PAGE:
See Ya Later Alligator

Don’t open until you arrive

3. See Ya Later Alligator

Take a picture!

N 36° 24’ 53.3”

W 113° 57’ 25.1”

Be on the lookout, strange critters have called this place home.

Turn off of County Rd. 111, there is a parking area available. Short walk required.

Difficulty: ♦ ♦ - -

#FindItAtParashant

Welcome to Pakoon Springs! You don’t often hear stories with the words ‘alligator’ and ‘Arizona’ together. At first it may seem like one of those old cowboy yarns told with a wink and a smile. Sometimes, however, those tales do have some teeth to them. One such story is that of Clem, an American alligator who, in 1987, made a most fateful trip from the swamps of the Deep South to the Mojave Desert of western Arizona.

Clem was scarcely a foot long when he was brought out west to a ranch situated on the banks of Pakoon Springs. He was a gift, brought from a friend, to Charles Simmons, the rancher who once owned the area around the springs. Though some expressed doubt about the ability of a swamp animal to survive the hot, dry summers and cold winter nights of the Mojave, Charles seemed to believe in Clem from the beginning and for nearly 20 years, Clem hid in his pond at Pakoon rarely venturing out.

Charles never considered Clem dangerous; he believed the gator was afraid of people every bit as much as people were afraid of Clem. However, with time, and a growing gator, there were bound to be a few close calls.

One night, as Charles was preparing for bed, he and his little dachshund heard noises outside the house. When Charles opened the door, the dog zipped out the door, made an abrupt stop, turned tail, and ran back into the house at lightning speed. The next morning Charles learned what had spooked the dog when he saw dozens of alligator tracks all around the house. On another occasion, a hired hand was working underneath an old pickup at the ranch. Out of nowhere, old Clem came waddling down the driveway and right past the poor frightened man, eyeing him all the way. Luckily nothing came of it.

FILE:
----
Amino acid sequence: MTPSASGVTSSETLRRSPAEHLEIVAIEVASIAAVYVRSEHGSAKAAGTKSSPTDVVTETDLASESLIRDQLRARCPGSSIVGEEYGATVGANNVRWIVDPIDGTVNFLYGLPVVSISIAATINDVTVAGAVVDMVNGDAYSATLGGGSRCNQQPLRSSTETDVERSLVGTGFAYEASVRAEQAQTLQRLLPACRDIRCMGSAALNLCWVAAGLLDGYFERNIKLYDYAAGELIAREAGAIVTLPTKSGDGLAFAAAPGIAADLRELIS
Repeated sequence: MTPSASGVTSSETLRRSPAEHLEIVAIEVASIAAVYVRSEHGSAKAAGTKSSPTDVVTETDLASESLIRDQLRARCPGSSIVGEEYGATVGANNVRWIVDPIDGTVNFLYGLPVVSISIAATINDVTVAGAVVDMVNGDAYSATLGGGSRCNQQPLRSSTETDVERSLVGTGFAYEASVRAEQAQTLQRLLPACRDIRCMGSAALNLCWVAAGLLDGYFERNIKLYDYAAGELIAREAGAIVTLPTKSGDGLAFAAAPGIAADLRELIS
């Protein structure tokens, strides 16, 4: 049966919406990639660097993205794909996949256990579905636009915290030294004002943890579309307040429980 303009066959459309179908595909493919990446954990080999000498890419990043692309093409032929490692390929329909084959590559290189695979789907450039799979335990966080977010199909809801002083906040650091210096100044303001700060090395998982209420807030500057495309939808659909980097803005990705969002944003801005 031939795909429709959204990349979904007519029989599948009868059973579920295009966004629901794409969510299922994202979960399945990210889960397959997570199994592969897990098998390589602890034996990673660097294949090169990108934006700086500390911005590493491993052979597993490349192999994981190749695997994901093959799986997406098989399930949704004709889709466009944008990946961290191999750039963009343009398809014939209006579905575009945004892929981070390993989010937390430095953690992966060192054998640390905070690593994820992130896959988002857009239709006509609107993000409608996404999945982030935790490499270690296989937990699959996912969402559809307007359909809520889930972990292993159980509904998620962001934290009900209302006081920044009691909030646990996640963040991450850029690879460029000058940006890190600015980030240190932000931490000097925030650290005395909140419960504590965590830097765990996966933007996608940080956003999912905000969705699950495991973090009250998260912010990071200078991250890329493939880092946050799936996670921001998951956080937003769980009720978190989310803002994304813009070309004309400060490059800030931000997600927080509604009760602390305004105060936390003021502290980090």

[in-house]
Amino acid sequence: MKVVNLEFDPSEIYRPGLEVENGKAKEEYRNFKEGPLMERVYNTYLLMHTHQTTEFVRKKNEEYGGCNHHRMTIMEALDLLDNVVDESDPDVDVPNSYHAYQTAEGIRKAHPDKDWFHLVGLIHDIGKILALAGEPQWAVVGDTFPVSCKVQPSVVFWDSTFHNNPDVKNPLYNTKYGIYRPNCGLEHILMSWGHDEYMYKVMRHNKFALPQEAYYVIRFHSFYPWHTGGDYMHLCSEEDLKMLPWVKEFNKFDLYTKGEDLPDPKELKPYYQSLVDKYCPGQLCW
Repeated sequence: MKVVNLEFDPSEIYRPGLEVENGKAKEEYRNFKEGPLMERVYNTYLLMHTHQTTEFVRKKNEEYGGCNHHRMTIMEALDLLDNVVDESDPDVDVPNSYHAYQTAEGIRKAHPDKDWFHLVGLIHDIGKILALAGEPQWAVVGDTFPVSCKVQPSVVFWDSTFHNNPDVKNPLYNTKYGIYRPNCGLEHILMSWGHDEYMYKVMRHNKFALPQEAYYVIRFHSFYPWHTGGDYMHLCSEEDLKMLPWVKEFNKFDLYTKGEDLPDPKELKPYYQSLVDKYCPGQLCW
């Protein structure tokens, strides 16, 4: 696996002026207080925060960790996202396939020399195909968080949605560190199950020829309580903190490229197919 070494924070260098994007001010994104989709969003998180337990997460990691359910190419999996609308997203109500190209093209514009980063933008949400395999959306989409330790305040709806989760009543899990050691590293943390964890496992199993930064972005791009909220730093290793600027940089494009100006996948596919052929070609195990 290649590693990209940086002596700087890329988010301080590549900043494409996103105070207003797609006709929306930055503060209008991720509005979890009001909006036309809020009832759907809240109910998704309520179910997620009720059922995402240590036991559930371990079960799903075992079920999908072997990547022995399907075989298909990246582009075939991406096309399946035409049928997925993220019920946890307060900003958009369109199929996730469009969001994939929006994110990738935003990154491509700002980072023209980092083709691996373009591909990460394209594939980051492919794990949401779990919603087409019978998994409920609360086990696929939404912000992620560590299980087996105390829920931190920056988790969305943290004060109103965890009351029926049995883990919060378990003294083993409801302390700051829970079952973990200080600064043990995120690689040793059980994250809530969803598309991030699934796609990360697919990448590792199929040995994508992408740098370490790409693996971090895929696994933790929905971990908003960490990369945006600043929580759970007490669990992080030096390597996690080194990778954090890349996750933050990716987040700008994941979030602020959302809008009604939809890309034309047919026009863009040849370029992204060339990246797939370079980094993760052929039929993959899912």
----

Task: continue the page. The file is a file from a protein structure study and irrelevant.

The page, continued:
Clem had some close calls of his own. In the late 1980’s, severe wildfires struck the area around Pakoon and Clem found himself having to dodge the helicopter baskets that firefighters would use to scoop up water from the springs. A friend ribbed Charles about how Clem likely got scooped up and bailed out by the helicopters. After the fires died down, however, there was ol’ Clem, still in his pond, to the secret relief of all.

In 2002, Charles sold his ranch to the BLM with the expressed mandate that no harm come to Clem. BLM managers knew, however, that they could not just leave him out there. So they set out to find the grumpy gator. It took several attempts, but a very skinny Clem was finally pulled from the water in July of 2005. He was relocated to the Phoenix Herpetological Society in Scottsdale, Arizona where he still lives today. Weighing only 130 pounds at his capture, Clem now tips the scales at more than 600 pounds with the potential to reach 800 by the end of his life. His temperament is about what you’d expect from an alligator that grew up on the Arizona Strip; he is as fierce and grumpy as any gator the southern swamps have to offer. The ponds he called home, meanwhile, have undergone extensive restoration to bring them back to a more natural form than they had been. Decades of ranch use produced heavy modifications to suit the needs of the people and livestock that lived here. Now, however, the hope is to get things back the way nature intended. This time without the gator.

While some of the fantastic stories told over the campfires on Parashant may stretch the fabric of truth a bit, don’t be too quick to brush them off. After all, you wouldn’t want to be the one that goes swimming in an alligator hole.

Last updated: February 26, 2018

Contact the Park

Mailing Address:

345 East Riverside Drive
St. George, UT 84790

Phone:

(435) 688-3200
Phones are answered Monday - Friday 7:45 a.m. - 5 p.m., and Saturdays from 10 a.m. - 3 p.m. The center is closed on Sundays as well as all federal holiday with the exceptions of Memorial Day and Labor Day.

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